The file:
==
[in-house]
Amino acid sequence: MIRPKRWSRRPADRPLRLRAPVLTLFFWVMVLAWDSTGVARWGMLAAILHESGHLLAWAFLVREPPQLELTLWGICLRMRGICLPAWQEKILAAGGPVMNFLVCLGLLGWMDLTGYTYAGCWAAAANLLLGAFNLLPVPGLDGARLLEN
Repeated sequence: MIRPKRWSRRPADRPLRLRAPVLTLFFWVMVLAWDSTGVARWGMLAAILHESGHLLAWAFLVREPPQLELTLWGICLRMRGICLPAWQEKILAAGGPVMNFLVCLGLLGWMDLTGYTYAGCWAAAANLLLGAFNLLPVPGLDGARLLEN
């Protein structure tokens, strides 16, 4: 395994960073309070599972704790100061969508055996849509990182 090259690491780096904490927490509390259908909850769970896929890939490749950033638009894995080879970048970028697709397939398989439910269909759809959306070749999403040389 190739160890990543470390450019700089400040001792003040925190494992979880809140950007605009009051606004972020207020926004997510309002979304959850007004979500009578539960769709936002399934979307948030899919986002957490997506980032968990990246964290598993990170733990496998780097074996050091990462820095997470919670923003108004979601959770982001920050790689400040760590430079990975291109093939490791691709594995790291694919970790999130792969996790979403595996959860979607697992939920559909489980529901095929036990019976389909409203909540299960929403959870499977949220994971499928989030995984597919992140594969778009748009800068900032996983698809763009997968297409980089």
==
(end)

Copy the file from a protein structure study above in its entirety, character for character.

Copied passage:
[in-house]
Amino acid sequence: MIRPKRWSRRPADRPLRLRAPVLTLFFWVMVLAWDSTGVARWGMLAAILHESGHLLAWAFLVREPPQLELTLWGICLRMRGICLPAWQEKILAAGGPVMNFLVCLGLLGWMDLTGYTYAGCWAAAANLLLGAFNLLPVPGLDGARLLEN
Repeated sequence: MIRPKRWSRRPADRPLRLRAPVLTLFFWVMVLAWDSTGVARWGMLAAILHESGHLLAWAFLVREPPQLELTLWGICLRMRGICLPAWQEKILAAGGPVMNFLVCLGLLGWMDLTGYTYAGCWAAAANLLLGAFNLLPVPGLDGARLLEN
């Protein structure tokens, strides 16, 4: 395994960073309070599972704790100061969508055996849509990182 090259690491780096904490927490509390259908909850769970896929890939490749950033638009894995080879970048970028697709397939398989439910269909759809959306070749999403040389 190739160890990543470390450019700089400040001792003040925190494992979880809140950007605009009051606004972020207020926004997510309002979304959850007004979500009578539960769709936002399934979307948030899919986002957490997506980032968990990246964290598993990170733990496998780097074996050091990462820095997470919670923003108004979601959770982001920050790689400040760590430079990975291109093939490791691709594995790291694919970790999130792969996790979403595996959860979607697992939920559909489980529901095929036990019976389909409203909540299960929403959870499977949220994971499928989030995984597919992140594969778009748009800068900032996983698809763009997968297409980089």